… has a radical stance regarding American policy, while most other Islamists have been infiltrated and neutralized, with some entering into deals with U.S. sponsorship, and others fighting at the behest of handlers in Turkey and Jordan who in turn
nytimes.com – David E. Sanger – Sep 14 – WASHINGTON — The Obama administration is struggling to cut off the millions of dollars in oil revenue that has made the Islamic State in Iraq and Syria one of the wealthiest terror groups in history, but so far has been unable to persuade
WSJ – Sep 12, 3:37 PM – Was it only a week ago that Secretary of Defense Chuck Hagel listed a ‘core coalition’ of 10 countries willing to join the U.S. effort to destroy the Islamic State? Since then Britain has categorically ruled out military strikes in Syria, while
thedailybeast.com – Eli Lake – Sep 13, 3:55 AM – America’s rapidly-expanding war against ISIS won’t involve large numbers of U.S. troops on the ground, President Obama is promising. And it’s clear that airstrikes alone won’t beat back the extremist group. Which means that if the President wants
theguardian.com – Ian Cobain – Sep 13, 3:39 PM – After 12 years in the RAF, David Haines decided that he wanted to use his experience to work with NGOs who were operating in some of the world’s most turbulent regions. Over the next 15 years, as a security adviser and manager, he worked with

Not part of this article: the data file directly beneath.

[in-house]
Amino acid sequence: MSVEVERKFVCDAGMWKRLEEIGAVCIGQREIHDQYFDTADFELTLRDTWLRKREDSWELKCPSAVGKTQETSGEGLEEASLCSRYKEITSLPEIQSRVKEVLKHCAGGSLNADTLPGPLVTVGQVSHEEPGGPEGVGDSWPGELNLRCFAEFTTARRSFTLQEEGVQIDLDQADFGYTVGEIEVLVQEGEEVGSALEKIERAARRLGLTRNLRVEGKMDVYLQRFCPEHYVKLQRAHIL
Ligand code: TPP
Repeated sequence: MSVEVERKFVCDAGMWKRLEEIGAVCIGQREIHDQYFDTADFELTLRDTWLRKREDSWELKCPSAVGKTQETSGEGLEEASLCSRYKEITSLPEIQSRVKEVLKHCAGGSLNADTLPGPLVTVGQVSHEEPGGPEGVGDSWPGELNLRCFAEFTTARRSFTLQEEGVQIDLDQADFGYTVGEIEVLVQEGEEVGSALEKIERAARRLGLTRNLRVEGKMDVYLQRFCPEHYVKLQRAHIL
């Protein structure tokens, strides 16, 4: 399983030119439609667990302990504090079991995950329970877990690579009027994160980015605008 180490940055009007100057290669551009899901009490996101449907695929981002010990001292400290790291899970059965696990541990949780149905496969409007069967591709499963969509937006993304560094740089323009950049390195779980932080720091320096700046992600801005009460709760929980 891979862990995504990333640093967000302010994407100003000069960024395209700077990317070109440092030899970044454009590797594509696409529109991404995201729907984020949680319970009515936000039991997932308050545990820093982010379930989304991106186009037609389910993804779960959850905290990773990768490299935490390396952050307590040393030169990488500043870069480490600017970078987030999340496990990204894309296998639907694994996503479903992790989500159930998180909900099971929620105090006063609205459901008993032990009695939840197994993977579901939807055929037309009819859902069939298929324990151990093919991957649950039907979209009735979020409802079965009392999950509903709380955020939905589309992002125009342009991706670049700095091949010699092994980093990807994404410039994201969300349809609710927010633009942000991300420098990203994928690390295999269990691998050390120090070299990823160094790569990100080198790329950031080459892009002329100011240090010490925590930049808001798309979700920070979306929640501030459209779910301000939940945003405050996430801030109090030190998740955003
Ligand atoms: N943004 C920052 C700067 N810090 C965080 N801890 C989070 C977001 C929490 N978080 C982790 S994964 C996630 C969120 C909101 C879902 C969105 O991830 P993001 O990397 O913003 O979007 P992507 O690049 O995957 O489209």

Turkey cites ‘challenges and distresses’ of threat, but resists plans to stop extremist group
Top diplomats from the United States and Turkey are meeting to discuss what Ankara is willing to contribute to a growing worldwide coalition to defeat the Islamic State militant group.
NYT > Turkey by By ANNE BARNARD and DAVID D. KIRKPATRICK // preview
Three years after the United States left Iraq, its return to the region is getting a less than enthusiastic welcome, with allies finding ways to avoid specific commitments to an expanded effort against Sunni extremists.
Hurriyet Daily News
Two of Turkey’s top ministers have once again clashed over Central Bank policies, after one expressed his discomfort at the perception of division within the government over the economy
I was reading the key findings of the German Marshall Fund’s Transatlantic Trends 2014 survey the other day. One of them is Turks’ growing discontent with immigrants.